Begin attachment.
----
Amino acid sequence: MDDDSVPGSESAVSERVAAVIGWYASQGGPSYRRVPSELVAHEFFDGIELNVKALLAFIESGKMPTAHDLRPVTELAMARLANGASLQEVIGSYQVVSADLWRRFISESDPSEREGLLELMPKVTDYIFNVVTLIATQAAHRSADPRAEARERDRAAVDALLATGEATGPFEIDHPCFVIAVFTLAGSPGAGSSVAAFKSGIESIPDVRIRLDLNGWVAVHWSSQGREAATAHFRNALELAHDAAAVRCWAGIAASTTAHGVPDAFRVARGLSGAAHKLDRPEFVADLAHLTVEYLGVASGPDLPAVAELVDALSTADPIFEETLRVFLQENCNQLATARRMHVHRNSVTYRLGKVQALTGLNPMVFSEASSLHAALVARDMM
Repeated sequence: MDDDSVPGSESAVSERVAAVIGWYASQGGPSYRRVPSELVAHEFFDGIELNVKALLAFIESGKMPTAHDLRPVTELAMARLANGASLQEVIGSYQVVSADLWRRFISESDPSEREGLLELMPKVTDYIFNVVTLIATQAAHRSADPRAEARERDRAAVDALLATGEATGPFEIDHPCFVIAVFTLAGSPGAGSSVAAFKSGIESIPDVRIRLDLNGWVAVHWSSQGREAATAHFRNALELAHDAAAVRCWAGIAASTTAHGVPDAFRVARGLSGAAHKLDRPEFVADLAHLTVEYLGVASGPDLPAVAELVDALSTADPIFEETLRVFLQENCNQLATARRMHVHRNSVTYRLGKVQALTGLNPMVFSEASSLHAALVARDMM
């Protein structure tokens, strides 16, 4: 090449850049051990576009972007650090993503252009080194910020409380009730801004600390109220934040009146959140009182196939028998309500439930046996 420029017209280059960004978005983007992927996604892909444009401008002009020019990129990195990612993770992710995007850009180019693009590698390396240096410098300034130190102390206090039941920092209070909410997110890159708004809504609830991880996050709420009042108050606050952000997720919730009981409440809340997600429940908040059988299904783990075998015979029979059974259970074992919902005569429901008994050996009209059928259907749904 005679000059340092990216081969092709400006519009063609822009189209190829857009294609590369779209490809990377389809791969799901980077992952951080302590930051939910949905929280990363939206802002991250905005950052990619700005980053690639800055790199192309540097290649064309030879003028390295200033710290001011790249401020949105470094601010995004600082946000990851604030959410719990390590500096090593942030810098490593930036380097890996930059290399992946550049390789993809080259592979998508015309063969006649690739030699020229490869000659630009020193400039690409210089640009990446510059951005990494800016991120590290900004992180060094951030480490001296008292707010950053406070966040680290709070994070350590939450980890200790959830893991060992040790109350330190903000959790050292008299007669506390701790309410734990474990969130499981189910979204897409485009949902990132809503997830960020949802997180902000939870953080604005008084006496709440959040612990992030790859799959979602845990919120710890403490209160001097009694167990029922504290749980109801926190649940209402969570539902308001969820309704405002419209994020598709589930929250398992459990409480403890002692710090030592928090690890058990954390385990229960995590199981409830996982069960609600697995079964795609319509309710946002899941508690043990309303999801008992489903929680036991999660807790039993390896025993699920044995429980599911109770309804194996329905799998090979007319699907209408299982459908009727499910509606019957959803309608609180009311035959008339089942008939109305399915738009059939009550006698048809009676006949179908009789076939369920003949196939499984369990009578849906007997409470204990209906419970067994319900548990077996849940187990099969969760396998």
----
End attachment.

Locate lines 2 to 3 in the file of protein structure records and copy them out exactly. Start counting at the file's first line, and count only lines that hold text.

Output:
Repeated sequence: MDDDSVPGSESAVSERVAAVIGWYASQGGPSYRRVPSELVAHEFFDGIELNVKALLAFIESGKMPTAHDLRPVTELAMARLANGASLQEVIGSYQVVSADLWRRFISESDPSEREGLLELMPKVTDYIFNVVTLIATQAAHRSADPRAEARERDRAAVDALLATGEATGPFEIDHPCFVIAVFTLAGSPGAGSSVAAFKSGIESIPDVRIRLDLNGWVAVHWSSQGREAATAHFRNALELAHDAAAVRCWAGIAASTTAHGVPDAFRVARGLSGAAHKLDRPEFVADLAHLTVEYLGVASGPDLPAVAELVDALSTADPIFEETLRVFLQENCNQLATARRMHVHRNSVTYRLGKVQALTGLNPMVFSEASSLHAALVARDMM
């Protein structure tokens, strides 16, 4: 090449850049051990576009972007650090993503252009080194910020409380009730801004600390109220934040009146959140009182196939028998309500439930046996 420029017209280059960004978005983007992927996604892909444009401008002009020019990129990195990612993770992710995007850009180019693009590698390396240096410098300034130190102390206090039941920092209070909410997110890159708004809504609830991880996050709420009042108050606050952000997720919730009981409440809340997600429940908040059988299904783990075998015979029979059974259970074992919902005569429901008994050996009209059928259907749904 005679000059340092990216081969092709400006519009063609822009189209190829857009294609590369779209490809990377389809791969799901980077992952951080302590930051939910949905929280990363939206802002991250905005950052990619700005980053690639800055790199192309540097290649064309030879003028390295200033710290001011790249401020949105470094601010995004600082946000990851604030959410719990390590500096090593942030810098490593930036380097890996930059290399992946550049390789993809080259592979998508015309063969006649690739030699020229490869000659630009020193400039690409210089640009990446510059951005990494800016991120590290900004992180060094951030480490001296008292707010950053406070966040680290709070994070350590939450980890200790959830893991060992040790109350330190903000959790050292008299007669506390701790309410734990474990969130499981189910979204897409485009949902990132809503997830960020949802997180902000939870953080604005008084006496709440959040612990992030790859799959979602845990919120710890403490209160001097009694167990029922504290749980109801926190649940209402969570539902308001969820309704405002419209994020598709589930929250398992459990409480403890002692710090030592928090690890058990954390385990229960995590199981409830996982069960609600697995079964795609319509309710946002899941508690043990309303999801008992489903929680036991999660807790039993390896025993699920044995429980599911109770309804194996329905799998090979007319699907209408299982459908009727499910509606019957959803309608609180009311035959008339089942008939109305399915738009059939009550006698048809009676006949179908009789076939369920003949196939499984369990009578849906007997409470204990209906419970067994319900548990077996849940187990099969969760396998």